Other critics claim that these are political cop-outs, which they are. These supposedly braver critics demand a cutoff of funds for the war and the start of a withdrawal within months. But they're not honest either, since they refuse to answer the most obvious and necessary questions: What do they propose the United States do when, as a result of withdrawal, Iraq explodes and ethnic cleansing on a truly horrific scale begins? What do they propose our response should be when the entire region becomes a war zone, when al-Qaeda and other terrorist organizations establish bases in Iraq from which to attack neighboring states as well as the United States? Even the Iraq Study Group acknowledged that these are likely consequences of precipitate withdrawal.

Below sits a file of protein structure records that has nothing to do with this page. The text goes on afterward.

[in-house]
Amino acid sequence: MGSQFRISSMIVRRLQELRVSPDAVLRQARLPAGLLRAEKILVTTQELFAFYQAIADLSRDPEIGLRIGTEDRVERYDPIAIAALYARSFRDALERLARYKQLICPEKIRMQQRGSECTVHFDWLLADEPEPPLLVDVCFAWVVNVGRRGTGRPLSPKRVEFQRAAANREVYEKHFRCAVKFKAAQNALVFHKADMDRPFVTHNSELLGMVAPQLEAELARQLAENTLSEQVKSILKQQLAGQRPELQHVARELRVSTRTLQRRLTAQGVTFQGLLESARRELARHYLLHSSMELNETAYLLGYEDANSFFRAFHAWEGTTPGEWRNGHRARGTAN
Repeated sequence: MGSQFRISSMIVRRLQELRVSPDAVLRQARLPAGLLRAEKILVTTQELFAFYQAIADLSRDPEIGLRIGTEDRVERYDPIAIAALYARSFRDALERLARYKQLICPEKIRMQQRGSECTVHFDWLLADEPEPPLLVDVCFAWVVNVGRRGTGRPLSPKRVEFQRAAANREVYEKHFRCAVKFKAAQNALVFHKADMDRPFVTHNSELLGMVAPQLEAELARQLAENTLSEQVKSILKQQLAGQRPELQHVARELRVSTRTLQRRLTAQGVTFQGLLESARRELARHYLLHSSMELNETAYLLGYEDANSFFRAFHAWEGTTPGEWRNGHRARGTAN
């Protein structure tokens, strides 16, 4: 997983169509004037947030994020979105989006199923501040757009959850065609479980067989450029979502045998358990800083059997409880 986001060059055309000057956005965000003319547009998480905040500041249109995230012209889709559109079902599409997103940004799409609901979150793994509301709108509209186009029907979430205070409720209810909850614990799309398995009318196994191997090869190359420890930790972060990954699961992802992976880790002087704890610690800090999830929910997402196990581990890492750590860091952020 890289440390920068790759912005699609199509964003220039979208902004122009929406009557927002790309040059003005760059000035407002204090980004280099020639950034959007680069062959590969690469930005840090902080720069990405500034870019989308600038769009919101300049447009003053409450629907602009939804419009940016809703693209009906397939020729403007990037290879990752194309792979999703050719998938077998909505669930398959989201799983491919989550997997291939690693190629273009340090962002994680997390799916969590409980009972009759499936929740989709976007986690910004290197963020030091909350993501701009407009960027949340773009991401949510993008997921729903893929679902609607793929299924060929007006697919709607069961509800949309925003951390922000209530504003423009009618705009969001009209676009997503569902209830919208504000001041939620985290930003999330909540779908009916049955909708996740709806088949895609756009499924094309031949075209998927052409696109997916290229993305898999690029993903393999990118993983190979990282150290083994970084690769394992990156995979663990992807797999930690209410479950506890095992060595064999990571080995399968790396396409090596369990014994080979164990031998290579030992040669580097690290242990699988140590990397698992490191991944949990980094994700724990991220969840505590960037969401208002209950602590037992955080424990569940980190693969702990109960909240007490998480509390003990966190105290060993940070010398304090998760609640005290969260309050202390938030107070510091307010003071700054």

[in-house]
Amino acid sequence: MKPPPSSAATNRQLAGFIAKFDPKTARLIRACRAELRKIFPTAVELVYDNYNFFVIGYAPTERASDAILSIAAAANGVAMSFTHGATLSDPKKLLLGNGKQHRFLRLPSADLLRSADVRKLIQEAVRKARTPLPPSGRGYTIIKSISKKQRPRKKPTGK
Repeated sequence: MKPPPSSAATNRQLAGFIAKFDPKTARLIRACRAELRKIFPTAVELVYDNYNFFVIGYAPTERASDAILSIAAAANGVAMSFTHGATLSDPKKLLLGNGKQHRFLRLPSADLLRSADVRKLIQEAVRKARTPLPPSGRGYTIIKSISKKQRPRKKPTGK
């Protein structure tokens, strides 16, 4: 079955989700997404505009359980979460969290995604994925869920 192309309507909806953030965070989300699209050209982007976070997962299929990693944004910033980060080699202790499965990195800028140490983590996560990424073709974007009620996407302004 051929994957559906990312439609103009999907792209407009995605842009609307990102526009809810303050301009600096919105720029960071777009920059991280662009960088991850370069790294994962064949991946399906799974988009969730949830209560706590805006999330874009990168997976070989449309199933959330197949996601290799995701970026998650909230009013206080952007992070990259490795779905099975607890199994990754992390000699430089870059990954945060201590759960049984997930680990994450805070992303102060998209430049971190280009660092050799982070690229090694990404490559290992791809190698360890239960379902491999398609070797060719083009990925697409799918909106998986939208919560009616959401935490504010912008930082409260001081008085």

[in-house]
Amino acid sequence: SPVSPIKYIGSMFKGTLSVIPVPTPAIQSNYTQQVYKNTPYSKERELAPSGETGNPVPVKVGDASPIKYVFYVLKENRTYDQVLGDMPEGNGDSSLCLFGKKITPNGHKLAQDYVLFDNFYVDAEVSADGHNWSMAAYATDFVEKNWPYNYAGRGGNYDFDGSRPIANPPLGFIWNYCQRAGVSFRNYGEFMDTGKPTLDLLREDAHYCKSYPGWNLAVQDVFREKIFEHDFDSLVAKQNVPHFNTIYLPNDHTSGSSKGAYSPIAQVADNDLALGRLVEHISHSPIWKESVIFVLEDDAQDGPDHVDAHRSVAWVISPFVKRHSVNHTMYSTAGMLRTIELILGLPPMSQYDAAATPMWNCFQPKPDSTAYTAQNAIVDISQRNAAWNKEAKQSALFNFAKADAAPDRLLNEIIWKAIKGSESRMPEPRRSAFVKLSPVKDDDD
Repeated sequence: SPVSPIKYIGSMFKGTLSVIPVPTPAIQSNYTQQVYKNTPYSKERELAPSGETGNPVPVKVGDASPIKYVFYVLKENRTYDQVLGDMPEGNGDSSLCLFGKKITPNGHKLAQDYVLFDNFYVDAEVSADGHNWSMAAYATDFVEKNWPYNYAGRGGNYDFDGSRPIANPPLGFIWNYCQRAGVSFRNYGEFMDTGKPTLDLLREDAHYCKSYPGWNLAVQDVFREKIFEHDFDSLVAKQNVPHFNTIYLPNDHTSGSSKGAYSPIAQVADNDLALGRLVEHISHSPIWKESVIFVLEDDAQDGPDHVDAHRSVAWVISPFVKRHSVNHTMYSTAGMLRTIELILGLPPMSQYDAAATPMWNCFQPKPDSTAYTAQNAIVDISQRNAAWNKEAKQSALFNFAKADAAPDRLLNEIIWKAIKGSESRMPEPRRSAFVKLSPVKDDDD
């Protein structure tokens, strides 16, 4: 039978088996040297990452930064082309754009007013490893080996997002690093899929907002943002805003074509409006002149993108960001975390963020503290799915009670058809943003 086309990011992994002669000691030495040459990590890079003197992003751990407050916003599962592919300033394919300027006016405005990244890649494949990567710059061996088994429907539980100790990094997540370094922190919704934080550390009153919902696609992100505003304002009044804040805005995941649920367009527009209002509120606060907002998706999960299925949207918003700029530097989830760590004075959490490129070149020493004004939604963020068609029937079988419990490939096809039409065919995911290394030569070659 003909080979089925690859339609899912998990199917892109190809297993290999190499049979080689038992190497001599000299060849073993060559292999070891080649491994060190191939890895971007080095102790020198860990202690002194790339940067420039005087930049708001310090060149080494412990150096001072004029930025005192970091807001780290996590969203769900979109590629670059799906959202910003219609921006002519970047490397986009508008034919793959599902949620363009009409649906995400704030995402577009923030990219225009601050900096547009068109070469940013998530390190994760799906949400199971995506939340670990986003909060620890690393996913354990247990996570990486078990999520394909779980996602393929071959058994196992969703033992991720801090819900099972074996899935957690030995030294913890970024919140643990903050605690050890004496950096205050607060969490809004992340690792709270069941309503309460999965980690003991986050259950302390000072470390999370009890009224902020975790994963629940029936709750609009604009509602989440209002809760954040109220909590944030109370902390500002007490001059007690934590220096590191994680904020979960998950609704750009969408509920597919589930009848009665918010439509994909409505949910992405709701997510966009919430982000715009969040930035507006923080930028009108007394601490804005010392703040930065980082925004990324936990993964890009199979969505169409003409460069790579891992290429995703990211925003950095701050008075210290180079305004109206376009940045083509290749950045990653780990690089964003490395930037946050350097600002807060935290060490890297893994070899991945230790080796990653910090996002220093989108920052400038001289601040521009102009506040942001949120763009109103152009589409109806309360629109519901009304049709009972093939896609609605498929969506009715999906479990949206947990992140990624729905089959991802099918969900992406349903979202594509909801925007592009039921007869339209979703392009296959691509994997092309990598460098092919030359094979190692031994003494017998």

Those who call for an "end to the war" don't want to talk about the fact that the war in Iraq and in the region will not end but will only grow more dangerous. Do they recommend that we then do nothing, regardless of the consequences? Or are they willing to say publicly, right now, that they would favor sending U.S. troops back into Iraq to confront those new dangers? Answering those questions really would be honest and brave.
Of course, most of the discussion of Iraq isn't about Iraq at all. The war has become political abstraction, a means of positioning oneself at home.[. . . .]
. . . Here's a wild idea: Forget the political posturing, be responsible, and provide the moral and material support our forces need and expect. The next president will thank you.